Some older dentists prefer silver fillings—and may push them on a patient—because they’ve been using the material for decades. They believe it’s stronger and lasts longer.
So what’s better for you: silver or white fillings? It’s clinically acceptable for dentists to use either, and both have pros and cons. Silver fillings are about 45 percent mercury, which worries some patients, but the National Institutes of Health and the Centers for Disease Control and Prevention say it’s not harmful when combined with other metals. Silver fillings tend to be about half the price of composite.
Many younger dentists say you get a better seal with a white composite filling. While a composite filling may not last as long as an amalgam one, says Kravitz, you can repair composite without redoing the entire filling: “You can replace the edge without cutting it all out.” That’s easier for you and your dentist.
Yes, You Need X-Rays
Who doesn’t hate biting down on those plastic bite plates so the dentist can snap a picture of your mouth? Do you really need regular x-rays, or do dentists encourage them to pad the bill?
Unless your doctor is pushing for several x-rays a year, that’s unlikely. Without x-rays, dentists say, it’s hard to see what’s going on inside your mouth.
According to the ADA, the need for x-rays varies depending on a patient’s age and symptoms. Children may require them more frequently than adults because their teeth and jaws are developing and they’re more likely to suffer tooth decay. Most dentists recommend “bitewing” x-rays—four x-rays that show cavities or developing cavities between the back teeth—once a year. A full mouth series, which takes pictures of all the teeth and is typically given every three to five years, helps the dentist evaluate the health of the roots and jawbone.
The amount of radiation absorbed through x-rays is minimal. According to the ADA, most people absorb more radiation in their everyday lives than from getting dental x-rays. Some doctors today have digital x-rays—the pictures show up on a computer rather than being developed like film—and these emit even less radiation.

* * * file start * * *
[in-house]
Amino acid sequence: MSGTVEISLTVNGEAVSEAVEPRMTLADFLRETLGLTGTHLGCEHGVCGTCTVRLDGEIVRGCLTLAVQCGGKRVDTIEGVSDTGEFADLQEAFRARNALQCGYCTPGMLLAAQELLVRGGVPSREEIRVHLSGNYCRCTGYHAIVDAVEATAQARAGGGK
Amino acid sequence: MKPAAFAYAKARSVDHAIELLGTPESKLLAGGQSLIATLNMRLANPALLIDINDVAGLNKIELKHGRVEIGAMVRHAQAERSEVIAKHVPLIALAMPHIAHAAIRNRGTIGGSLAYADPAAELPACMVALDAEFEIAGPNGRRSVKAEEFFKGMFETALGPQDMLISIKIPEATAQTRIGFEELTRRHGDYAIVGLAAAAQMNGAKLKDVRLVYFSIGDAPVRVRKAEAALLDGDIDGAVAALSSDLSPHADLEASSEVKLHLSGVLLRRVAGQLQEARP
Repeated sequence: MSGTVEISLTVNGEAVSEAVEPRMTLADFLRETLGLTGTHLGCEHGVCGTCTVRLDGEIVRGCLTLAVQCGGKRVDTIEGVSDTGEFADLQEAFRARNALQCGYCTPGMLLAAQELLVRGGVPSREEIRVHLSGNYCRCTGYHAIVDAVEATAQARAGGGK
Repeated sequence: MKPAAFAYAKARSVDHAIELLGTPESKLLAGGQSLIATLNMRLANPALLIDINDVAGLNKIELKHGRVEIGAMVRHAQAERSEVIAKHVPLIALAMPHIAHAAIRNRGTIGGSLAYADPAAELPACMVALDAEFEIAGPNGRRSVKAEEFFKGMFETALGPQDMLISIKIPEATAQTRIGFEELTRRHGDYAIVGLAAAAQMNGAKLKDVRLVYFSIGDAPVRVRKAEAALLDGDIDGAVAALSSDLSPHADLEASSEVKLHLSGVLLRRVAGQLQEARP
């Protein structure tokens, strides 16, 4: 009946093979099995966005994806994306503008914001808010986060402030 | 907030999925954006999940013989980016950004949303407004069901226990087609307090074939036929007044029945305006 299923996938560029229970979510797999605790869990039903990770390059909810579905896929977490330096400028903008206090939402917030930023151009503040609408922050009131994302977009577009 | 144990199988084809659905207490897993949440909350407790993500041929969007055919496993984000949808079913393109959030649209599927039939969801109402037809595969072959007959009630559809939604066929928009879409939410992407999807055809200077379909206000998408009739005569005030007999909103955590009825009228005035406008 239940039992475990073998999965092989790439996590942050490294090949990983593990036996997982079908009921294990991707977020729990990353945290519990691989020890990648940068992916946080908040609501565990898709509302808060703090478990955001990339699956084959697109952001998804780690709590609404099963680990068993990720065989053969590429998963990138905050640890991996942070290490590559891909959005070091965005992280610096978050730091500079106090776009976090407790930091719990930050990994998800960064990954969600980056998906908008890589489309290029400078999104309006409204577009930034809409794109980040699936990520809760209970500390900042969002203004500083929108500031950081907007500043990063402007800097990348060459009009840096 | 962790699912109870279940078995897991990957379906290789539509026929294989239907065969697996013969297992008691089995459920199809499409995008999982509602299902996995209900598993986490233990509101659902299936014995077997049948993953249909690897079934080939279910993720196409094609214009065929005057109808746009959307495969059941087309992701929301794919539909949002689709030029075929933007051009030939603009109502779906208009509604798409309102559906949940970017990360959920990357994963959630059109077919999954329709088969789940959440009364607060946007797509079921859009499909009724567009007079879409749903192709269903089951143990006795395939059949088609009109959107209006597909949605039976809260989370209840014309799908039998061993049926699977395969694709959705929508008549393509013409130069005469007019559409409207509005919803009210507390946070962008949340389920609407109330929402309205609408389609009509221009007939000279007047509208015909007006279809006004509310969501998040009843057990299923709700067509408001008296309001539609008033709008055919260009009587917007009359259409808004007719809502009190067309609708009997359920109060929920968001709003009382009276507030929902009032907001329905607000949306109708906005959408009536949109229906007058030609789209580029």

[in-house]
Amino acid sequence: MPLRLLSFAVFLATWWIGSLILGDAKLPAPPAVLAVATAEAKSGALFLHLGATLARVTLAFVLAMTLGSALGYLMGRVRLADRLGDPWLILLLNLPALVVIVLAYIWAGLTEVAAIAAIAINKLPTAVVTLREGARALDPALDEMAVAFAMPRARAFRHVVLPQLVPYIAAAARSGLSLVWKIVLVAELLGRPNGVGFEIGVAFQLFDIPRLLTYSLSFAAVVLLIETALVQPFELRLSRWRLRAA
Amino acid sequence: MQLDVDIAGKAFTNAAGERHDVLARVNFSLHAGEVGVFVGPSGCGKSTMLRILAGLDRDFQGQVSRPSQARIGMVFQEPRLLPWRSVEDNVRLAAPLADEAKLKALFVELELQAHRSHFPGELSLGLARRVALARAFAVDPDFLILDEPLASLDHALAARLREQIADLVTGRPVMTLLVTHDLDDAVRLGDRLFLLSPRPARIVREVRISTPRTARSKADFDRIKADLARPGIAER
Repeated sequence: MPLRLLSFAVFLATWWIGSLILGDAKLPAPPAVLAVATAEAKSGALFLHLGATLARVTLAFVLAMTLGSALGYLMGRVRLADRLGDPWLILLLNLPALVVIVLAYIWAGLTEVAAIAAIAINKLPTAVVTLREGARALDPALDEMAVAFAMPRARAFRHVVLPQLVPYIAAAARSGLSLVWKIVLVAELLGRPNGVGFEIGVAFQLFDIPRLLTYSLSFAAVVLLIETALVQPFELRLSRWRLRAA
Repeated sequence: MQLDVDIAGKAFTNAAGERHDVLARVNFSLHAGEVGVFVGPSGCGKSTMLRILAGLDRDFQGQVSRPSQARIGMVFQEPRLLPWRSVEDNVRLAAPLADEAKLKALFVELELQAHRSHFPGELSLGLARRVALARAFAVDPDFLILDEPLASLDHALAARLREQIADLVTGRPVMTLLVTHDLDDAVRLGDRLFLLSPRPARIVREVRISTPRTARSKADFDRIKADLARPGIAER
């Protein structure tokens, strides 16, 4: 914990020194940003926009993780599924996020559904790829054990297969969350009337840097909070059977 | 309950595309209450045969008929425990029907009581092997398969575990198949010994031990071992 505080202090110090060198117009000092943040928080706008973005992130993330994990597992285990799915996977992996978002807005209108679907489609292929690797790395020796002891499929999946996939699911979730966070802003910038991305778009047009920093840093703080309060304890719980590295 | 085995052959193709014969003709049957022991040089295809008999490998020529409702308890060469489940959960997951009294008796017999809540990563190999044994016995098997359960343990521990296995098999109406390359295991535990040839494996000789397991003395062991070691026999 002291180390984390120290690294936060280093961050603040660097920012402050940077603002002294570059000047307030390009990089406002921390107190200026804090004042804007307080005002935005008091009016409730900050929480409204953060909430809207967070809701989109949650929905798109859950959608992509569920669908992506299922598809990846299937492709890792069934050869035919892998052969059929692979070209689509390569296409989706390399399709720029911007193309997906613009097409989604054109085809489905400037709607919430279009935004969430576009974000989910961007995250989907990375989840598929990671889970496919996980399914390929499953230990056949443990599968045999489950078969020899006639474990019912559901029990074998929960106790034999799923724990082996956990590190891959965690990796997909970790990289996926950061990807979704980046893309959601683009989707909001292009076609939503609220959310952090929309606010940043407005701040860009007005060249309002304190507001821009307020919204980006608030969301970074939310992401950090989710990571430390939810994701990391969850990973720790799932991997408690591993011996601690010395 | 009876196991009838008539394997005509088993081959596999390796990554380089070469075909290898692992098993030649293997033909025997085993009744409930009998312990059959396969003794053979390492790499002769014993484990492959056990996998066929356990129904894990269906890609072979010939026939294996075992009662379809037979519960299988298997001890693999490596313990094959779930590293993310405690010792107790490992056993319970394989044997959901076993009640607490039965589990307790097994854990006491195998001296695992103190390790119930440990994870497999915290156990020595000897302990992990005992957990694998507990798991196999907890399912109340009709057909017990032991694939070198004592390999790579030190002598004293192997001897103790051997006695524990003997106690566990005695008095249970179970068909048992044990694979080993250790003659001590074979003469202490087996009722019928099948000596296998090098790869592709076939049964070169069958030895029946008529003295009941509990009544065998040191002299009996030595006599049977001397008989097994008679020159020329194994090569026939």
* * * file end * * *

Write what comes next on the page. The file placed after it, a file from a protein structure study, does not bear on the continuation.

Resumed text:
Still, if you’re uncomfortable getting x-rays, speak up. But keep in mind that some cavities are difficult to find without them. And if you have a tumor, an x-ray could save your life.
Pregnant Women Are Dentistry’s Cash Cows
According to a study published in Current Anthropology, women are more likely to get cavities than men, thanks to hormones. The study also says women generally produce less saliva, which disrupts the mouth’s ability to reduce food residue.
John Lukacs, a professor of anthropology at the University of Oregon, says that high levels of estrogen during puberty and pregnancy promote cavities. Dietary changes do, too—and many pregnant women crave sweet foods during their last trimester.
“Pregnant women get more decay, more gum disease,” says Joe Kravitz. He says some women may lose a tooth or two during pregnancy. During times of hormonal change, he suggests, check in with your dentist more often.
Your Dentist Doesn’t Mind If You Open Wide—and Talk
I asked several dentists if they get frustrated when a patient talks a lot in the chair. I assumed they’d get annoyed, because it’s harder to work on a mouth in motion. But they all said the opposite: They like getting to know their patients.
According to a 2006 Gallup Poll, 62 percent of people believe that their dentists are trustworthy; it’s the fifth-most trusted profession. Lots of dentists keep notes about your personal life in their charts so they remember what you’ve talked about and can ask you about those topics on your next visit.